5 Ways Emotional Neglect Causes Borderline Personality Disorder

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Emotional Neglect Causes Borderline Personality Disorder
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Some say emotional neglect causes Borderline Personality Disorder. That doesn't mean everyone that's been emotionally neglected has Borderline Personality Disorder.

If you're curious whether emotional neglect causes Borderline Personality Disorder, consult a doctor. 

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Borderline Personality Disorder (BPD): lifelong pattern of unstable moods, unstable relationships, unpredictable emotions, and impulsive actions.

To live with borderline personality is to live with special pain and extra challenges, far beyond anything that most people ever experience.

"Research suggests that borderline personality disorder may arise from both genetic and environmental factors. Some people are born without the ability to regulate their emotions well. When bad things happen to them, they aren’t able to process their feelings, and they are deeply wounded," says marriage expert Frances Patton. 

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When you have BPD, you may feel positive and happy one minute and have that all change the next. You may feel wonderfully loved by someone one day and hated by that person the next.

You might put a friend, relative, or spouse on a pedestal, only to have them become your most reviled enemy soon after.

Life feels unpredictable. It’s difficult to like yourself or to have or sustain positive feelings in your life.

Research has shown several major factors to be the causes of Borderline Personality Disorder, including genetics, unpredictable parenting, and abuse.

Childhood Emotional Neglect (CEN): A childhood characterized by the absence of enough emotional attention, emotional validation, and emotional responsiveness from one’s parents.

What is typical (Non-extreme) CEN?

CEN children grow up in a household that is essentially blind to emotion. Children whose emotions are not noticed or responded to enough receive the subtle but powerful message that their emotions are invisible and irrelevant.

In order to cope in their childhood home, they push their feelings down, so as not to burden themselves or their parents. These children grow into adults who are out of touch with their own feelings.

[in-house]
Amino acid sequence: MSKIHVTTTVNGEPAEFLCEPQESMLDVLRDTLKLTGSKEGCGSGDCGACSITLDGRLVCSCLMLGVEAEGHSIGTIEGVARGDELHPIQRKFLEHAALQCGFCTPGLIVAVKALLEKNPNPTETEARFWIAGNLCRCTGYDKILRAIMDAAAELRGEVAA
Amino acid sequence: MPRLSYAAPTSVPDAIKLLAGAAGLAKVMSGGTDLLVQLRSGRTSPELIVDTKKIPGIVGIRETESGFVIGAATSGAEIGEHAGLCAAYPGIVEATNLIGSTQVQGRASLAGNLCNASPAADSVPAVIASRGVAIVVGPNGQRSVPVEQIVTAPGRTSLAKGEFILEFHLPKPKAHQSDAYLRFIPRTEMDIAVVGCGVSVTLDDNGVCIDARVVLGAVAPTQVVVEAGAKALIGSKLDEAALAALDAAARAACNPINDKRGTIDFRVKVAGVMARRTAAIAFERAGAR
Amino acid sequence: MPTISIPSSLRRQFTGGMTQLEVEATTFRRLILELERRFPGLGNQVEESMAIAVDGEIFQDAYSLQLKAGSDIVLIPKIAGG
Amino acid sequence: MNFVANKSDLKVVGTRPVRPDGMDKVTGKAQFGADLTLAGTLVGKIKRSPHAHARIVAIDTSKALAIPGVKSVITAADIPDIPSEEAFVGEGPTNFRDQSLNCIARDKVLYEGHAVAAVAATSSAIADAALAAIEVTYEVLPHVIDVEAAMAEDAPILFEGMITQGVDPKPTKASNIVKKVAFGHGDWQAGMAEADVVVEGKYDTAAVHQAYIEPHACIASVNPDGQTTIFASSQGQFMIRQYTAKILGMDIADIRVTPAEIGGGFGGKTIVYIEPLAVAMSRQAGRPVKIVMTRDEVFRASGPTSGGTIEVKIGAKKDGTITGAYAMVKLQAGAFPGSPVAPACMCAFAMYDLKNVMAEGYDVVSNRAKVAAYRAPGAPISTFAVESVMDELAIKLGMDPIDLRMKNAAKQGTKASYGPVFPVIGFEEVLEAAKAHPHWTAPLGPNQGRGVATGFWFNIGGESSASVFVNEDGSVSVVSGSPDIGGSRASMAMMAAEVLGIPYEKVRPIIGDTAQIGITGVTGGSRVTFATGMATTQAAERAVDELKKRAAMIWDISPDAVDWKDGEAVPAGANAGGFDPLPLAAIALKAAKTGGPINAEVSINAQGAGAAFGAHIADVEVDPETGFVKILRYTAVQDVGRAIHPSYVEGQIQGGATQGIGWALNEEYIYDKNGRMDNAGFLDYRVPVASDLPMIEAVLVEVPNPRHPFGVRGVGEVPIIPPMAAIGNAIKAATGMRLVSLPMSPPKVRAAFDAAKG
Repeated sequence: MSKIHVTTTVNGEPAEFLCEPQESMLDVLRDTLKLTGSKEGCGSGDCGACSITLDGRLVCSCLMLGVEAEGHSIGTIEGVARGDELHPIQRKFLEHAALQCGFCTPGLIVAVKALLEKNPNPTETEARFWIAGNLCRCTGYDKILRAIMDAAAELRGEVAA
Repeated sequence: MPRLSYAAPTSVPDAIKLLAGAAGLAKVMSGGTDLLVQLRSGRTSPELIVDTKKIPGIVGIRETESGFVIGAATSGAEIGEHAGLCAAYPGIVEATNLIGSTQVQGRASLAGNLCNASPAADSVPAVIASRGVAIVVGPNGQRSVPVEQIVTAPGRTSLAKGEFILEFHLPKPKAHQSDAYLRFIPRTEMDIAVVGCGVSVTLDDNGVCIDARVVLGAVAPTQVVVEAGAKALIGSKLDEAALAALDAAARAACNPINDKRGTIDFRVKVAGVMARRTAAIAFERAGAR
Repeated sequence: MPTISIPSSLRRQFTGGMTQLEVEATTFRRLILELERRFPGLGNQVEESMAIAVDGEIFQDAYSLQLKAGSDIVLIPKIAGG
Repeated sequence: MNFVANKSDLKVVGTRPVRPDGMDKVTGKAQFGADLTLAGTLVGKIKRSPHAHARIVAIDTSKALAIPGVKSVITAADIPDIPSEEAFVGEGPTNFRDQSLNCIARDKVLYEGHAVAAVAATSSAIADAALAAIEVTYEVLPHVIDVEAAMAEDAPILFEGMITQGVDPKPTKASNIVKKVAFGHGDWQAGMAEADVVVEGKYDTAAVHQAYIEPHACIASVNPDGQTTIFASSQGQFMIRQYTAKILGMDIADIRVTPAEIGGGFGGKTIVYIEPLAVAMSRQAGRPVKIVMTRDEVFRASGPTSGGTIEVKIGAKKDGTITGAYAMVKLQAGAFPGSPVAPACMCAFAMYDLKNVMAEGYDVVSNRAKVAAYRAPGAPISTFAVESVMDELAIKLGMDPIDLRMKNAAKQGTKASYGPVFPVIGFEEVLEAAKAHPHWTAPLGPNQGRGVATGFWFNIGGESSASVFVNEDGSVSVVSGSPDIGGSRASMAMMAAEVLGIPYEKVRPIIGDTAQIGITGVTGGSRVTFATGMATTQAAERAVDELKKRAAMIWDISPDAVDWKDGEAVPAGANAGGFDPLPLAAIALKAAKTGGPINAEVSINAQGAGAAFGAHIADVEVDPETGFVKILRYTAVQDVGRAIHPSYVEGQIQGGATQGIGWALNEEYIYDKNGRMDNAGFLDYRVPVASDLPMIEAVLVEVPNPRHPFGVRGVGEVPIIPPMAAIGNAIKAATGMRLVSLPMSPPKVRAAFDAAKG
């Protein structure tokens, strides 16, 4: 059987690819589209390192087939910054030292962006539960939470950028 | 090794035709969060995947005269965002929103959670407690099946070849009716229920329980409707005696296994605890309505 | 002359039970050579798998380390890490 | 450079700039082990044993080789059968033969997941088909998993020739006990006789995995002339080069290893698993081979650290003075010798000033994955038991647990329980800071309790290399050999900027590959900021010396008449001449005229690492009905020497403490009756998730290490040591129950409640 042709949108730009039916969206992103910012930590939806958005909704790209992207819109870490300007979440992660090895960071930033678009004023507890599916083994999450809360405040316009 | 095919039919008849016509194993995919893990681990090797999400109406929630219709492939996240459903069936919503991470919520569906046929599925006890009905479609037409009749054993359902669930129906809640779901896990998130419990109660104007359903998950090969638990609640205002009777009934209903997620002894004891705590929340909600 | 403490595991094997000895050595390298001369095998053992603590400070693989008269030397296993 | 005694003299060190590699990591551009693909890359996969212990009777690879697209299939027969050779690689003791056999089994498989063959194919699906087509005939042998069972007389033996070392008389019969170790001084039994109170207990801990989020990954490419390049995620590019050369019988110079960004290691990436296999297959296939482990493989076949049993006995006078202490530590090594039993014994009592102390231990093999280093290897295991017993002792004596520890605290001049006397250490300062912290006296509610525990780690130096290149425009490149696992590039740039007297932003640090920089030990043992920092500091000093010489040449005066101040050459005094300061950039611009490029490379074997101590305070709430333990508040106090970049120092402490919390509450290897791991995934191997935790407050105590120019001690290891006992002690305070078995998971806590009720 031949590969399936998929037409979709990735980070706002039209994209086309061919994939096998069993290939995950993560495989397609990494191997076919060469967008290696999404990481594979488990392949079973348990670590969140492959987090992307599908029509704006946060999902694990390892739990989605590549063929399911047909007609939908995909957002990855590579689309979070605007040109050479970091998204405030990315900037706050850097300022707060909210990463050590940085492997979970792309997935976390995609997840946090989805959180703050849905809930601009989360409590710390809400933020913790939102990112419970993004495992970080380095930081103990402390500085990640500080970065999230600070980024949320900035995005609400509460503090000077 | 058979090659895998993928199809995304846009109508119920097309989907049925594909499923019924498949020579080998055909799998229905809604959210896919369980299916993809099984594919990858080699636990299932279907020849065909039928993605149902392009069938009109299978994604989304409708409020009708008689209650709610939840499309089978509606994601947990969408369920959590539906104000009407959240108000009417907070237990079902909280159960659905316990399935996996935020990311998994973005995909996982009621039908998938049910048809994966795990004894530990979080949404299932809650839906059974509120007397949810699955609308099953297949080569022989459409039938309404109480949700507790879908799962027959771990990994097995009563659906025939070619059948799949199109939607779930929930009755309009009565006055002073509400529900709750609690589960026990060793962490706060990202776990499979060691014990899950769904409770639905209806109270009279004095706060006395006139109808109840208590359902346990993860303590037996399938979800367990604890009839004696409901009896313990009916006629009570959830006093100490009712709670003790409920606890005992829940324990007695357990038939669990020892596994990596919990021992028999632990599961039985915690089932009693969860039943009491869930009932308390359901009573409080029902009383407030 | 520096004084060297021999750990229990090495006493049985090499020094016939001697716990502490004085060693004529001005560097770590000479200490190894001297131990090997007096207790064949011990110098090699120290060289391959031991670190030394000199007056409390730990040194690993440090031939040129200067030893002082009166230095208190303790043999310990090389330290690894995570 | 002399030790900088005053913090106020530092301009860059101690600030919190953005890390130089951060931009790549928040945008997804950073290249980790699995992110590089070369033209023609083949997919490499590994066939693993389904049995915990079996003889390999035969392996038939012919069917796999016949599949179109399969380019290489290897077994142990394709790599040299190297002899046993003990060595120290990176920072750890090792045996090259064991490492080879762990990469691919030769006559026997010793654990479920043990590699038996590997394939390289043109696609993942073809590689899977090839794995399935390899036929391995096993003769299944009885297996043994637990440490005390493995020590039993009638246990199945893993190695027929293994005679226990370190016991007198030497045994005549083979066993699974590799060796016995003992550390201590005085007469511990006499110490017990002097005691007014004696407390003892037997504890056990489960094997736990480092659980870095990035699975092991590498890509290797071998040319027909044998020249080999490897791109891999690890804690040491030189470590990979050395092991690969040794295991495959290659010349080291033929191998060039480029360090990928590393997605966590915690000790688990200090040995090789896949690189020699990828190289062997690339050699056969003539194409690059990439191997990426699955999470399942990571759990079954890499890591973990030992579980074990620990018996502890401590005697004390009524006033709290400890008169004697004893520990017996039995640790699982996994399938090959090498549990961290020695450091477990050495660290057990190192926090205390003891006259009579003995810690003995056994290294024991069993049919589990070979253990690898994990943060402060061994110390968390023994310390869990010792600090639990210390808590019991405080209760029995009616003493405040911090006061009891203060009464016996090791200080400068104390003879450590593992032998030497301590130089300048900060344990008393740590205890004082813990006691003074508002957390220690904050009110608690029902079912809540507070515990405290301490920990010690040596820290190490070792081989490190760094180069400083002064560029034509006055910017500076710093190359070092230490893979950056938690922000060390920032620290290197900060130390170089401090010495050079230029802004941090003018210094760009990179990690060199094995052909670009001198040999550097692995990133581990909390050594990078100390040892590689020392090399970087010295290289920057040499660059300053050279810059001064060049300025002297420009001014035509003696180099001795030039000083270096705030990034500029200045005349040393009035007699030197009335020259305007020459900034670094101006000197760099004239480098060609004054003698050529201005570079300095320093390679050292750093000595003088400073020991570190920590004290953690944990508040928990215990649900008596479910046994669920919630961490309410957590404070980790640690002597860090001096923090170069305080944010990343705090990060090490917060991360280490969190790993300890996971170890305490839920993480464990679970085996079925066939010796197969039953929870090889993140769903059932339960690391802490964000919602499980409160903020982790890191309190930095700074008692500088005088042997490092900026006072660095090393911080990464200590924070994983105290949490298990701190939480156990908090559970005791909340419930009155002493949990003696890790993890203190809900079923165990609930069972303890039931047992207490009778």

This causes a pattern of adult struggles, including feelings of emptiness, poor self-knowledge, lack of emotional skills, self-directed anger, and shame.

The CEN child hears two messages loud and clear: Your feelings don’t matter and you don't matter.

What is Extreme CEN?

Those who develop BPD often (not always because genetics are also a factor) were raised with an exaggerated, more punitive version of CEN, and often in an intensely emotional family.

The person with BPD’s parents not only ignored her feelings but also actively invalidated them.

Here are the 5 effects of extreme CEN:

1. You learn that your feelings not only don’t matter; they are bad.
2. You learn that you not only don’t matter; you are bad.
3. You do not learn the emotional skills that other children learn naturally in their childhood home: how to identify, tolerate, manage, express, or use your emotions.
4. You actively reject your emotional self; this leaves you feeling empty since you’ve rejected the most deeply personal part of who you are.
5. Your identity, or your sense of self, becomes fragmented because you have rejected important parts of yourself.

There is treatment for Borderline Personality Disorder.

Interestingly enough, although CEN is not generally listed as a contributing factor to BPD, the most effective treatment method identified to date by research is one that specifically targets the primary symptoms of CEN.

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It’s Dialectical Behavior Therapy or DBT.

DBT teaches you a combination of mindfulness, interpersonal skills, distress tolerance, and emotion regulation.

It is a very specific, structured method that helps you begin to intervene between your feelings and your actions so that you can become less emotionally impulsive, and learn to regulate your responses and behaviors in relationships and in your internal world.

Studies show that even though BPD is very painful and challenging, it is possible to lessen the symptoms and to become more emotionally stable and resilient, with dedicated and persistent work and effective help over time........

To learn more about Childhood Emotional Neglect, how it happens, how it affects you in adulthood, and how to heal see EmotionalNeglect.com and the book, Running on Empty.

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Dr. Jonice Webb is a licensed psychologist who specializes in Childhood Emotional Neglect. If you'd like to learn more about this issue and how it affects you and your family as an adult, you can read her books, Running On Empty: Overcome Your Childhood Emotional Neglect and Running On Empty No More: Transform Your Relationships With Your Partner, Your Parents & Your Children. You can also take a free Emotional Neglect test and receive her newsletter here.

This article was originally published at Psych Central. Reprinted with permission from the author.